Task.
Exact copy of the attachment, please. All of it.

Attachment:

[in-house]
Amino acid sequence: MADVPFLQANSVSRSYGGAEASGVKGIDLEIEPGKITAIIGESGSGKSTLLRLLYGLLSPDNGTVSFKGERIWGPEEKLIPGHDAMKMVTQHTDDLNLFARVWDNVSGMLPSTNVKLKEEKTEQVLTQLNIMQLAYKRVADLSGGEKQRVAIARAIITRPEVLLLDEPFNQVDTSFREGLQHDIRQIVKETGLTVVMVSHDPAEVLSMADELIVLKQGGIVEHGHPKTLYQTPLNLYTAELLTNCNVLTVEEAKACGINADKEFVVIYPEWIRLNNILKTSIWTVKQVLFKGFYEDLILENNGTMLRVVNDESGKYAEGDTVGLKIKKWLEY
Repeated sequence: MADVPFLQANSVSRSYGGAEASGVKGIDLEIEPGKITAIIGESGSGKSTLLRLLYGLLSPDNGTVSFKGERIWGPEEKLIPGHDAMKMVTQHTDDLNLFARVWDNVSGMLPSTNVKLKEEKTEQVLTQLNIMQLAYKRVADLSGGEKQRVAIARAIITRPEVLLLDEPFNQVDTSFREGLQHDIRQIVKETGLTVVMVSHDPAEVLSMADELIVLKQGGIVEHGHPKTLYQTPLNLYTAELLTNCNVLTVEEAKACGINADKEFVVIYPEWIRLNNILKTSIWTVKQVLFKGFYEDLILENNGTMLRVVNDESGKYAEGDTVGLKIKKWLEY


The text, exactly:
[in-house]
Amino acid sequence: MADVPFLQANSVSRSYGGAEASGVKGIDLEIEPGKITAIIGESGSGKSTLLRLLYGLLSPDNGTVSFKGERIWGPEEKLIPGHDAMKMVTQHTDDLNLFARVWDNVSGMLPSTNVKLKEEKTEQVLTQLNIMQLAYKRVADLSGGEKQRVAIARAIITRPEVLLLDEPFNQVDTSFREGLQHDIRQIVKETGLTVVMVSHDPAEVLSMADELIVLKQGGIVEHGHPKTLYQTPLNLYTAELLTNCNVLTVEEAKACGINADKEFVVIYPEWIRLNNILKTSIWTVKQVLFKGFYEDLILENNGTMLRVVNDESGKYAEGDTVGLKIKKWLEY
Repeated sequence: MADVPFLQANSVSRSYGGAEASGVKGIDLEIEPGKITAIIGESGSGKSTLLRLLYGLLSPDNGTVSFKGERIWGPEEKLIPGHDAMKMVTQHTDDLNLFARVWDNVSGMLPSTNVKLKEEKTEQVLTQLNIMQLAYKRVADLSGGEKQRVAIARAIITRPEVLLLDEPFNQVDTSFREGLQHDIRQIVKETGLTVVMVSHDPAEVLSMADELIVLKQGGIVEHGHPKTLYQTPLNLYTAELLTNCNVLTVEEAKACGINADKEFVVIYPEWIRLNNILKTSIWTVKQVLFKGFYEDLILENNGTMLRVVNDESGKYAEGDTVGLKIKKWLEY